Bivalves in the Barents Sea are still surprising

Cruise diary: The bivalve expert, Dr. Graham Oliver from the National Museum of Wales, is on his second cruise with the MAREANO programme aboard the G.O. Sars. He is continuing to build a library of DNA samples of the bivalve “Thyasiridae”.

But on this MAREANO survey another interesting bivalve showed up: Bathyarca glacialis. This is an “arcoid” bivalve, a group that is most frequently found inhabiting warm or tropical seas; Bathyarcas are unusual in being confined to cold high latitude seas or to bathyal and abyssal depths. Arcoids do not have siphons but Bathyarca has a unique adaptation in the presence of mantle flaps that extend beyond the shell edge when feeding. This enables the inhalant and exhalant flows to be separated and may help in conditions of high suspended matter.

The small suspension feeding species Bathyarca glacialis was abundant in the soft muddy sediments of the more northerly stations in the Barents Sea “south-east”. This was unexpected as species with an active byssus most often are found attached to stones. Most of the larger Bathyarca glacialis appear not to be attached while those that were had adhered to fragments of worm tubes. The numerous epifauna on the shell indicated that they were living in the surface layer with the dorsal and posterior parts of the shell protruding.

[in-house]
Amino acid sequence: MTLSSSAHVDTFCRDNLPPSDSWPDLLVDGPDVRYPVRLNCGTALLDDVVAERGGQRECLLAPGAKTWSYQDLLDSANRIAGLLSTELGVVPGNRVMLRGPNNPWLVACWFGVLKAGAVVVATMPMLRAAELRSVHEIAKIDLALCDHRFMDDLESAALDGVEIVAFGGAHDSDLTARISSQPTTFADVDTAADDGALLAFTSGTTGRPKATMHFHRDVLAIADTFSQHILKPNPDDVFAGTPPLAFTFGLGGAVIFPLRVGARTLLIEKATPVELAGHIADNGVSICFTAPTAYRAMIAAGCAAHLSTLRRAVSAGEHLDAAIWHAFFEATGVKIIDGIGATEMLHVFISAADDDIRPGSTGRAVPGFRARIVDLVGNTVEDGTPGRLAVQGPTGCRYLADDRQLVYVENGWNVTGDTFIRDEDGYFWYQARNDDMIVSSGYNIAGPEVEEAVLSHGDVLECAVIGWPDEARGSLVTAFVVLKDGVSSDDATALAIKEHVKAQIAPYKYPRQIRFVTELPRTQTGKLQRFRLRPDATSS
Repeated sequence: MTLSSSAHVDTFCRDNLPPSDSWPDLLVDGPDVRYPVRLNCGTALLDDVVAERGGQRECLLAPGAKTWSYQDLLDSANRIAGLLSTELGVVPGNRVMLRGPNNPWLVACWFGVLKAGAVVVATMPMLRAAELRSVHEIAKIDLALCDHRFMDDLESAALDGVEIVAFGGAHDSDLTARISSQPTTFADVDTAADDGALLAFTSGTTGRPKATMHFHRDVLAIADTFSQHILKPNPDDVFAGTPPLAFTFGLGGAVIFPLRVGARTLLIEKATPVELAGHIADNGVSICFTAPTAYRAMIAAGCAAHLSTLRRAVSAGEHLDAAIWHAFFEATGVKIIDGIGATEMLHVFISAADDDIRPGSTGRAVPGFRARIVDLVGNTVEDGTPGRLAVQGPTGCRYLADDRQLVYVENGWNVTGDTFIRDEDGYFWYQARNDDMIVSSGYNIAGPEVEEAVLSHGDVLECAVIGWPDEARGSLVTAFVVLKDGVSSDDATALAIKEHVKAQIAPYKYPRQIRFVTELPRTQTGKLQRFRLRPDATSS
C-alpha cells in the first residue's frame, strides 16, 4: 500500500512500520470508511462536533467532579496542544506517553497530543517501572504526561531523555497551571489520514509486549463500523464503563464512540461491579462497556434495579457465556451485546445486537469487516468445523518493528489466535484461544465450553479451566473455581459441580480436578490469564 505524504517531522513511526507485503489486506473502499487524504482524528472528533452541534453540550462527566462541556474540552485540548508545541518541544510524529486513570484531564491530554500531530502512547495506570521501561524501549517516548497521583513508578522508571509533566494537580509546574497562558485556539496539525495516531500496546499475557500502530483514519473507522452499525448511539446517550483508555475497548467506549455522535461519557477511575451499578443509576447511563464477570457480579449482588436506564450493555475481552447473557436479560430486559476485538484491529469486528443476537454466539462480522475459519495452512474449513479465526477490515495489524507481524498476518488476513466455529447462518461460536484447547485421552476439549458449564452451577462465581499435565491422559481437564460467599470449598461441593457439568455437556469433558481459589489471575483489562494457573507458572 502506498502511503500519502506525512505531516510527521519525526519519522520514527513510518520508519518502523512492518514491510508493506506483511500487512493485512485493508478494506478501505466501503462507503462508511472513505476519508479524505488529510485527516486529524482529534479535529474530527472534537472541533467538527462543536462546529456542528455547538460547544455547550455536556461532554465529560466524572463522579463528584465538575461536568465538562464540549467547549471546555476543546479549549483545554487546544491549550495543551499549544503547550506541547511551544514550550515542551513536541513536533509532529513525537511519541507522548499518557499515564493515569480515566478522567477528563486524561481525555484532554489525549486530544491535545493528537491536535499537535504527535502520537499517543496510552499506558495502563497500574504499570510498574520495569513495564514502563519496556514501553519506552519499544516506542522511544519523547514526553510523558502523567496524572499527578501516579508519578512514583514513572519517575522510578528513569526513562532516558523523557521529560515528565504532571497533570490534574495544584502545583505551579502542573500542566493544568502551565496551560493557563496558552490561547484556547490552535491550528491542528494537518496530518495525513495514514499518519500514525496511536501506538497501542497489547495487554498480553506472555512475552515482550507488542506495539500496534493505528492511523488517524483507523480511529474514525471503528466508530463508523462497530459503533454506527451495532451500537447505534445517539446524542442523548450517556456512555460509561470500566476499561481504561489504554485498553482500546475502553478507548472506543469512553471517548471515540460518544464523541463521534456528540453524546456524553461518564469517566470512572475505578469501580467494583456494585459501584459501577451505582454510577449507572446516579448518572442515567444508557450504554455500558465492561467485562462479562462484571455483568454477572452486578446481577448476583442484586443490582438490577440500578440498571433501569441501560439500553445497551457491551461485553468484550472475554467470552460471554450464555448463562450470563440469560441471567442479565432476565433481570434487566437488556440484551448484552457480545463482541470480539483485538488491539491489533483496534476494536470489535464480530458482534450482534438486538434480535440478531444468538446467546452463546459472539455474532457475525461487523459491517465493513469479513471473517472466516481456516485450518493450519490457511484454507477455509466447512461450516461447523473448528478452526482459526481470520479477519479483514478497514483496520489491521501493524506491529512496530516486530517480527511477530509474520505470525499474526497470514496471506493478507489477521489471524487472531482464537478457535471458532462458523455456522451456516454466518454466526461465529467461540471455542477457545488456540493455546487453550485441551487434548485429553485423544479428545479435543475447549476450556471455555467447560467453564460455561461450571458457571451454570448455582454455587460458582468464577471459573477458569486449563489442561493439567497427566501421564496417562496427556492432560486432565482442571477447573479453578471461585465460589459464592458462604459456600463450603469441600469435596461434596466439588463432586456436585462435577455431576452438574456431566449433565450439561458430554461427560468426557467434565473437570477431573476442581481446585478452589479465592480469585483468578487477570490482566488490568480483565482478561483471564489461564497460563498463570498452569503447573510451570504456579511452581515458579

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Specimens of the bivalve Bathyarca glacialis. (photo: National Museum of Wales).

Specimens of the bivalve Bathyarca glacialis were placed in mud in the refrigerator in the laboratory on board R/V G.O. Sars. After 24 hours the bivalves began by ploughing through the surface with the mantle extended and this may be a normal behaviour allowing them to relocate and maintain their position at the surface of the mud.

Read more about the bivalves in the Barents (pdf).

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